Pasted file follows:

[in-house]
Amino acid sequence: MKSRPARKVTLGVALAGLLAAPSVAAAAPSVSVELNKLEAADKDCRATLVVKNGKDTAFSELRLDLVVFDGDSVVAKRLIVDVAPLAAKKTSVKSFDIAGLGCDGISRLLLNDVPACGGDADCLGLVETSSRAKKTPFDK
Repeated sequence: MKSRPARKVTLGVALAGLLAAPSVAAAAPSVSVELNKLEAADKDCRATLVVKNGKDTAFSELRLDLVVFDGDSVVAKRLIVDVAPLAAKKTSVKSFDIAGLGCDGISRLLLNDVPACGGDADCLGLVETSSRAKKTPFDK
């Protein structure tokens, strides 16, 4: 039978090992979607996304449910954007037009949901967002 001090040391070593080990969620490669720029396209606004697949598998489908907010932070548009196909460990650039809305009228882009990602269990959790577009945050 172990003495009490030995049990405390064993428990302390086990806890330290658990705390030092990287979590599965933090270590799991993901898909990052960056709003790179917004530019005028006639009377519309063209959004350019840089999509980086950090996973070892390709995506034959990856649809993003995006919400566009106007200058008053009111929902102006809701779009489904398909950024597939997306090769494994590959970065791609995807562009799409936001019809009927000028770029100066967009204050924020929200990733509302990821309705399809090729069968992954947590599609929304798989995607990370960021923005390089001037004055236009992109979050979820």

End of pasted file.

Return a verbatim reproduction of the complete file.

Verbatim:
[in-house]
Amino acid sequence: MKSRPARKVTLGVALAGLLAAPSVAAAAPSVSVELNKLEAADKDCRATLVVKNGKDTAFSELRLDLVVFDGDSVVAKRLIVDVAPLAAKKTSVKSFDIAGLGCDGISRLLLNDVPACGGDADCLGLVETSSRAKKTPFDK
Repeated sequence: MKSRPARKVTLGVALAGLLAAPSVAAAAPSVSVELNKLEAADKDCRATLVVKNGKDTAFSELRLDLVVFDGDSVVAKRLIVDVAPLAAKKTSVKSFDIAGLGCDGISRLLLNDVPACGGDADCLGLVETSSRAKKTPFDK
């Protein structure tokens, strides 16, 4: 039978090992979607996304449910954007037009949901967002 001090040391070593080990969620490669720029396209606004697949598998489908907010932070548009196909460990650039809305009228882009990602269990959790577009945050 172990003495009490030995049990405390064993428990302390086990806890330290658990705390030092990287979590599965933090270590799991993901898909990052960056709003790179917004530019005028006639009377519309063209959004350019840089999509980086950090996973070892390709995506034959990856649809993003995006919400566009106007200058008053009111929902102006809701779009489904398909950024597939997306090769494994590959970065791609995807562009799409936001019809009927000028770029100066967009204050924020929200990733509302990821309705399809090729069968992954947590599609929304798989995607990370960021923005390089001037004055236009992109979050979820």